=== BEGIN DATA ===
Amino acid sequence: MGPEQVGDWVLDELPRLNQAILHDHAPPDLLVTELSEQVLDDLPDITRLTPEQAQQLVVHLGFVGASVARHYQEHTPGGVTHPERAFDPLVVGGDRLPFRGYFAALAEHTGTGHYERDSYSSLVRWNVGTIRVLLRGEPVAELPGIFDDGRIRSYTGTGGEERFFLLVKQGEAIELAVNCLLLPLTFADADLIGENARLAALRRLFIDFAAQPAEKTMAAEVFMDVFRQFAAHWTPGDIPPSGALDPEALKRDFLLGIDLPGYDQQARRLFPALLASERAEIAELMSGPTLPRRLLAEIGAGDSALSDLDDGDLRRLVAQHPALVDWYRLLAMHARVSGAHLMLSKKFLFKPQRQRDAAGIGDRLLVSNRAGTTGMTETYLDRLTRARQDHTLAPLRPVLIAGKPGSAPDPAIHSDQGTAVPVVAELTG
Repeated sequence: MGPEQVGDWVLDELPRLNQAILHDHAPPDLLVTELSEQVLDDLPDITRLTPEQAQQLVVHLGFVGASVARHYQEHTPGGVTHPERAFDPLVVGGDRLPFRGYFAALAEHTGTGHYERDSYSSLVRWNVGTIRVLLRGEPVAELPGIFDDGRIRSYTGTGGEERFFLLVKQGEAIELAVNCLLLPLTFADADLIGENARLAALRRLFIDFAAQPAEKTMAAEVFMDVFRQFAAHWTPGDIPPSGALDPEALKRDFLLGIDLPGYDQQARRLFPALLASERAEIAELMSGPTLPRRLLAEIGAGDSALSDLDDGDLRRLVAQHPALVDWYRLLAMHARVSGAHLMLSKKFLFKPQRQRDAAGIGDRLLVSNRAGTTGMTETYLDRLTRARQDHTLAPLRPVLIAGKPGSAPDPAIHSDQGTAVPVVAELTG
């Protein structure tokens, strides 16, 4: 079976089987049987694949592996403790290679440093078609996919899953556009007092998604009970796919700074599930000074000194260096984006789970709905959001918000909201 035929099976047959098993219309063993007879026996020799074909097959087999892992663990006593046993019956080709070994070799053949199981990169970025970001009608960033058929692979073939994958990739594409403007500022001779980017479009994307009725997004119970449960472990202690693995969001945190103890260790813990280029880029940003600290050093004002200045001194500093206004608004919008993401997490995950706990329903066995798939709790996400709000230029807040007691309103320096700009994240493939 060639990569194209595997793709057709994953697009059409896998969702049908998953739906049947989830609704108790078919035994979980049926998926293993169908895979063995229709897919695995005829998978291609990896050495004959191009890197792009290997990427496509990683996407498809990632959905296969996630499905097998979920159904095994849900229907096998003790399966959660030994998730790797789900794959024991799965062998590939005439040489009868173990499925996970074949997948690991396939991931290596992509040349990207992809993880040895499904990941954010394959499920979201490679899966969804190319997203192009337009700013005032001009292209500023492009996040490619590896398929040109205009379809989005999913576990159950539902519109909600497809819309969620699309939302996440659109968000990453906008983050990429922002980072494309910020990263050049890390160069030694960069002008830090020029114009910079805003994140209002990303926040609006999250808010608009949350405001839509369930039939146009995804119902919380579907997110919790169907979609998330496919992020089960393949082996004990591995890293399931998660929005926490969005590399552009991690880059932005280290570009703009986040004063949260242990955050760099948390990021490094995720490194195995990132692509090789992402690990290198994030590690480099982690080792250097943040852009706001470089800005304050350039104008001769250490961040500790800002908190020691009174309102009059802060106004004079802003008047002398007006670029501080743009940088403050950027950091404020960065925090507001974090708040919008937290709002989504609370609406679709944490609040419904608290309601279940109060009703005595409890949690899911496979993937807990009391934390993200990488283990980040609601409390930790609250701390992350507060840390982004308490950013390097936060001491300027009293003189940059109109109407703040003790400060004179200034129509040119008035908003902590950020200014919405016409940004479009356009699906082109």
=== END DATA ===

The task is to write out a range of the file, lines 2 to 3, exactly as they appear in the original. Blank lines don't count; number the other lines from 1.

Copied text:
Repeated sequence: MGPEQVGDWVLDELPRLNQAILHDHAPPDLLVTELSEQVLDDLPDITRLTPEQAQQLVVHLGFVGASVARHYQEHTPGGVTHPERAFDPLVVGGDRLPFRGYFAALAEHTGTGHYERDSYSSLVRWNVGTIRVLLRGEPVAELPGIFDDGRIRSYTGTGGEERFFLLVKQGEAIELAVNCLLLPLTFADADLIGENARLAALRRLFIDFAAQPAEKTMAAEVFMDVFRQFAAHWTPGDIPPSGALDPEALKRDFLLGIDLPGYDQQARRLFPALLASERAEIAELMSGPTLPRRLLAEIGAGDSALSDLDDGDLRRLVAQHPALVDWYRLLAMHARVSGAHLMLSKKFLFKPQRQRDAAGIGDRLLVSNRAGTTGMTETYLDRLTRARQDHTLAPLRPVLIAGKPGSAPDPAIHSDQGTAVPVVAELTG
């Protein structure tokens, strides 16, 4: 079976089987049987694949592996403790290679440093078609996919899953556009007092998604009970796919700074599930000074000194260096984006789970709905959001918000909201 035929099976047959098993219309063993007879026996020799074909097959087999892992663990006593046993019956080709070994070799053949199981990169970025970001009608960033058929692979073939994958990739594409403007500022001779980017479009994307009725997004119970449960472990202690693995969001945190103890260790813990280029880029940003600290050093004002200045001194500093206004608004919008993401997490995950706990329903066995798939709790996400709000230029807040007691309103320096700009994240493939 060639990569194209595997793709057709994953697009059409896998969702049908998953739906049947989830609704108790078919035994979980049926998926293993169908895979063995229709897919695995005829998978291609990896050495004959191009890197792009290997990427496509990683996407498809990632959905296969996630499905097998979920159904095994849900229907096998003790399966959660030994998730790797789900794959024991799965062998590939005439040489009868173990499925996970074949997948690991396939991931290596992509040349990207992809993880040895499904990941954010394959499920979201490679899966969804190319997203192009337009700013005032001009292209500023492009996040490619590896398929040109205009379809989005999913576990159950539902519109909600497809819309969620699309939302996440659109968000990453906008983050990429922002980072494309910020990263050049890390160069030694960069002008830090020029114009910079805003994140209002990303926040609006999250808010608009949350405001839509369930039939146009995804119902919380579907997110919790169907979609998330496919992020089960393949082996004990591995890293399931998660929005926490969005590399552009991690880059932005280290570009703009986040004063949260242990955050760099948390990021490094995720490194195995990132692509090789992402690990290198994030590690480099982690080792250097943040852009706001470089800005304050350039104008001769250490961040500790800002908190020691009174309102009059802060106004004079802003008047002398007006670029501080743009940088403050950027950091404020960065925090507001974090708040919008937290709002989504609370609406679709944490609040419904608290309601279940109060009703005595409890949690899911496979993937807990009391934390993200990488283990980040609601409390930790609250701390992350507060840390982004308490950013390097936060001491300027009293003189940059109109109407703040003790400060004179200034129509040119008035908003902590950020200014919405016409940004479009356009699906082109």